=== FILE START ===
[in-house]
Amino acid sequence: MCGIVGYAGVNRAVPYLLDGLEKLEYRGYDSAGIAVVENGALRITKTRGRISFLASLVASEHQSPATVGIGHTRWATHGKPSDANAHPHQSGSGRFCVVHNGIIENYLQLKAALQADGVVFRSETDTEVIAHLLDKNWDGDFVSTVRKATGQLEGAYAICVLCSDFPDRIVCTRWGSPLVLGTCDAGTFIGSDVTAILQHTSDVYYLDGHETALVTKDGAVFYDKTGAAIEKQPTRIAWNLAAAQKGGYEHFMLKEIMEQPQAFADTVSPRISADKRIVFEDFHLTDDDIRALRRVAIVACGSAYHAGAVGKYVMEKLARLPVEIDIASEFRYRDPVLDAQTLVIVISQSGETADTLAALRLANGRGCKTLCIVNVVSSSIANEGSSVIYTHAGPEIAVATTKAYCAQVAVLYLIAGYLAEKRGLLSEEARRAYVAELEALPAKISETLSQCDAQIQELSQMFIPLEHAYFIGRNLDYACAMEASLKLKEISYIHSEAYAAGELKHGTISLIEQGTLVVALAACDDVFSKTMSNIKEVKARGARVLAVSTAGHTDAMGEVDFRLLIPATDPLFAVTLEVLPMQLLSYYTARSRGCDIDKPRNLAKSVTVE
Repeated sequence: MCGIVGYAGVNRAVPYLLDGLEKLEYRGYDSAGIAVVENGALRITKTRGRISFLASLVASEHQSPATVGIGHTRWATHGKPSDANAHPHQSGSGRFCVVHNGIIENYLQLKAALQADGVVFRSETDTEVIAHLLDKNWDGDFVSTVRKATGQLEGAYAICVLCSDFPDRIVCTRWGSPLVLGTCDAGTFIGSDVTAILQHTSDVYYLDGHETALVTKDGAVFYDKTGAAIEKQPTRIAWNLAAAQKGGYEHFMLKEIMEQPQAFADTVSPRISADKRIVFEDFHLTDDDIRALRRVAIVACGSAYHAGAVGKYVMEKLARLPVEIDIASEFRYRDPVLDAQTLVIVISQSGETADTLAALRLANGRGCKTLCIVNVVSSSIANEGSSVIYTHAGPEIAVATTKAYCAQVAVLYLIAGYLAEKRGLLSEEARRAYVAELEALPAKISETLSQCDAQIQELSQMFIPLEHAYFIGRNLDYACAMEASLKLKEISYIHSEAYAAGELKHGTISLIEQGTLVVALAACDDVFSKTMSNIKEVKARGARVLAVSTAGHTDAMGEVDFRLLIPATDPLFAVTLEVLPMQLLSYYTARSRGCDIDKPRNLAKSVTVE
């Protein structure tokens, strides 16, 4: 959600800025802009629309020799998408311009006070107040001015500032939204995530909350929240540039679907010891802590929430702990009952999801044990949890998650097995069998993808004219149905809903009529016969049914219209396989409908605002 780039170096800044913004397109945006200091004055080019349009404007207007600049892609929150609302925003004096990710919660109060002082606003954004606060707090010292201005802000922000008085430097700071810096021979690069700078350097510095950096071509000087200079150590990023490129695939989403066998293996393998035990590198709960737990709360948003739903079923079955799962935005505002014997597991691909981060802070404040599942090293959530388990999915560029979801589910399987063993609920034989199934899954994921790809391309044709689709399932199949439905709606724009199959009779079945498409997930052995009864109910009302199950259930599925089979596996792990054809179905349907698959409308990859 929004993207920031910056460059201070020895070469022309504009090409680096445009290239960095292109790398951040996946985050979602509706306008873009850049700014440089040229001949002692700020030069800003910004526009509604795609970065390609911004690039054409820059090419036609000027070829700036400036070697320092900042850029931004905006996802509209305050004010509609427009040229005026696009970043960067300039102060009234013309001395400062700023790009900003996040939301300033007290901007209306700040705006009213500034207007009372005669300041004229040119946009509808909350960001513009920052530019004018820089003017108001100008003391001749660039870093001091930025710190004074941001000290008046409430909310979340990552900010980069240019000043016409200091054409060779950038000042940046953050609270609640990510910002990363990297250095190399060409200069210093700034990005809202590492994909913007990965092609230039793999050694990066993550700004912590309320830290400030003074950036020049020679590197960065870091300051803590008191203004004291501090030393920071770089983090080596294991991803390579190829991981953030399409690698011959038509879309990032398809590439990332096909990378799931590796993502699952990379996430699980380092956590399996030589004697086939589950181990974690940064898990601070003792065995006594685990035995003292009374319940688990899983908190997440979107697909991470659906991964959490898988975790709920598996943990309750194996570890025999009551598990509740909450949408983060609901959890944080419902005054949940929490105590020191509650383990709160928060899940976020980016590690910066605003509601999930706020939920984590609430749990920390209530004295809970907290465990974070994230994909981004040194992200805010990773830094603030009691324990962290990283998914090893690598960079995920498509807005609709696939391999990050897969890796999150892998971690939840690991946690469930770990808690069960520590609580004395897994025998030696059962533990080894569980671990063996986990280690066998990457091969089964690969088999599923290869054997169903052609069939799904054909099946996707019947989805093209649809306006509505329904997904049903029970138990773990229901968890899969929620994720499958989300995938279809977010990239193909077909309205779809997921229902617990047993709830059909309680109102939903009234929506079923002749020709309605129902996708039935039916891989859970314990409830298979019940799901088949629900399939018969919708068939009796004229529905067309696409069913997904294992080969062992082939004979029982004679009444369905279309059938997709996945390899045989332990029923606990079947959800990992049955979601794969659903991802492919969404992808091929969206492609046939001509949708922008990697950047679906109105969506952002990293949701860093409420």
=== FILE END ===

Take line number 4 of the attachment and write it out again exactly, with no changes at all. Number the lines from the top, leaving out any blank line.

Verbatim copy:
């Protein structure tokens, strides 16, 4: 959600800025802009629309020799998408311009006070107040001015500032939204995530909350929240540039679907010891802590929430702990009952999801044990949890998650097995069998993808004219149905809903009529016969049914219209396989409908605002 780039170096800044913004397109945006200091004055080019349009404007207007600049892609929150609302925003004096990710919660109060002082606003954004606060707090010292201005802000922000008085430097700071810096021979690069700078350097510095950096071509000087200079150590990023490129695939989403066998293996393998035990590198709960737990709360948003739903079923079955799962935005505002014997597991691909981060802070404040599942090293959530388990999915560029979801589910399987063993609920034989199934899954994921790809391309044709689709399932199949439905709606724009199959009779079945498409997930052995009864109910009302199950259930599925089979596996792990054809179905349907698959409308990859 929004993207920031910056460059201070020895070469022309504009090409680096445009290239960095292109790398951040996946985050979602509706306008873009850049700014440089040229001949002692700020030069800003910004526009509604795609970065390609911004690039054409820059090419036609000027070829700036400036070697320092900042850029931004905006996802509209305050004010509609427009040229005026696009970043960067300039102060009234013309001395400062700023790009900003996040939301300033007290901007209306700040705006009213500034207007009372005669300041004229040119946009509808909350960001513009920052530019004018820089003017108001100008003391001749660039870093001091930025710190004074941001000290008046409430909310979340990552900010980069240019000043016409200091054409060779950038000042940046953050609270609640990510910002990363990297250095190399060409200069210093700034990005809202590492994909913007990965092609230039793999050694990066993550700004912590309320830290400030003074950036020049020679590197960065870091300051803590008191203004004291501090030393920071770089983090080596294991991803390579190829991981953030399409690698011959038509879309990032398809590439990332096909990378799931590796993502699952990379996430699980380092956590399996030589004697086939589950181990974690940064898990601070003792065995006594685990035995003292009374319940688990899983908190997440979107697909991470659906991964959490898988975790709920598996943990309750194996570890025999009551598990509740909450949408983060609901959890944080419902005054949940929490105590020191509650383990709160928060899940976020980016590690910066605003509601999930706020939920984590609430749990920390209530004295809970907290465990974070994230994909981004040194992200805010990773830094603030009691324990962290990283998914090893690598960079995920498509807005609709696939391999990050897969890796999150892998971690939840690991946690469930770990808690069960520590609580004395897994025998030696059962533990080894569980671990063996986990280690066998990457091969089964690969088999599923290869054997169903052609069939799904054909099946996707019947989805093209649809306006509505329904997904049903029970138990773990229901968890899969929620994720499958989300995938279809977010990239193909077909309205779809997921229902617990047993709830059909309680109102939903009234929506079923002749020709309605129902996708039935039916891989859970314990409830298979019940799901088949629900399939018969919708068939009796004229529905067309696409069913997904294992080969062992082939004979029982004679009444369905279309059938997709996945390899045989332990029923606990079947959800990992049955979601794969659903991802492919969404992808091929969206492609046939001509949708922008990697950047679906109105969506952002990293949701860093409420």